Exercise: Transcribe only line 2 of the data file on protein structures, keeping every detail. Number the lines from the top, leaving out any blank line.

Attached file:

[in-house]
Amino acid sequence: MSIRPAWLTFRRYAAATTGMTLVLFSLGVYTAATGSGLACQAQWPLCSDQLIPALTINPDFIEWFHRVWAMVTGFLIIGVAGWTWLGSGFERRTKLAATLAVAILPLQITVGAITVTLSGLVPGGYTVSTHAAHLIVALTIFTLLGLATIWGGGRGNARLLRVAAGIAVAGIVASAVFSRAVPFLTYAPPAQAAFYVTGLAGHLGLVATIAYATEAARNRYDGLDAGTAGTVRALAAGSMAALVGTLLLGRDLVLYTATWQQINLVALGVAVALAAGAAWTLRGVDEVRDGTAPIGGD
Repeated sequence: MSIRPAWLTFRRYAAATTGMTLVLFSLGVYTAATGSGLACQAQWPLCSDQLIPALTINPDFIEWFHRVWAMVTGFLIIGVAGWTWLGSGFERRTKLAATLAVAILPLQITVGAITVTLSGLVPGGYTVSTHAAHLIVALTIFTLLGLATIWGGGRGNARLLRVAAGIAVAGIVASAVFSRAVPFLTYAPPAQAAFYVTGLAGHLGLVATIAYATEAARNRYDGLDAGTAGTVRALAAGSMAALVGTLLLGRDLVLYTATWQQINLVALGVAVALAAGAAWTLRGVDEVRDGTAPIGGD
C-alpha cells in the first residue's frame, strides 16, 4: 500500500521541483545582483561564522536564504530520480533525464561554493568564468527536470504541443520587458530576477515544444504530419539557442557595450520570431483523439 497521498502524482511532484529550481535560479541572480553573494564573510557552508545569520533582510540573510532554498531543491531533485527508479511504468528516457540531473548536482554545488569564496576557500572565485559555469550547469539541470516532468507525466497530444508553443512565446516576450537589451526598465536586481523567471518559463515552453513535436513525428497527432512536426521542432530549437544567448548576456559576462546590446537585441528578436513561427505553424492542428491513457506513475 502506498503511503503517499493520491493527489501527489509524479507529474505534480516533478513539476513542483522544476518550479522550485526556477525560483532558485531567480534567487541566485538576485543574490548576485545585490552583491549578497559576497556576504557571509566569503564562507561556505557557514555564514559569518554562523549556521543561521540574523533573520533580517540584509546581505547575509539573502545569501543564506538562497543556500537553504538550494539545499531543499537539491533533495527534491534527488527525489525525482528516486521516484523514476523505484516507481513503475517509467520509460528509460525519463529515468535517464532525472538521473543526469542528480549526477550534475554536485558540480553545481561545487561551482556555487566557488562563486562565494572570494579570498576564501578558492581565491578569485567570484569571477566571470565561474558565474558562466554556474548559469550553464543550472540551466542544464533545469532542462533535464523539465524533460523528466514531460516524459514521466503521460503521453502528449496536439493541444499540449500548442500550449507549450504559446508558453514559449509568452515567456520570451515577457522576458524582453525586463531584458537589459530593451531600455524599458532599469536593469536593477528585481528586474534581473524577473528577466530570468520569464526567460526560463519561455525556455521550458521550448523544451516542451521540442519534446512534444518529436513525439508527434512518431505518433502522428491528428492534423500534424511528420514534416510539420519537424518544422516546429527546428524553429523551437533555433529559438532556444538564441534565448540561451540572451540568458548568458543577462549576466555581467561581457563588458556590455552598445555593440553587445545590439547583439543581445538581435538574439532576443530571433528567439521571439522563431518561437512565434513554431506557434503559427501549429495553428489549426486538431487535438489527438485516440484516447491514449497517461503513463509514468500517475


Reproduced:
Amino acid sequence: MSIRPAWLTFRRYAAATTGMTLVLFSLGVYTAATGSGLACQAQWPLCSDQLIPALTINPDFIEWFHRVWAMVTGFLIIGVAGWTWLGSGFERRTKLAATLAVAILPLQITVGAITVTLSGLVPGGYTVSTHAAHLIVALTIFTLLGLATIWGGGRGNARLLRVAAGIAVAGIVASAVFSRAVPFLTYAPPAQAAFYVTGLAGHLGLVATIAYATEAARNRYDGLDAGTAGTVRALAAGSMAALVGTLLLGRDLVLYTATWQQINLVALGVAVALAAGAAWTLRGVDEVRDGTAPIGGD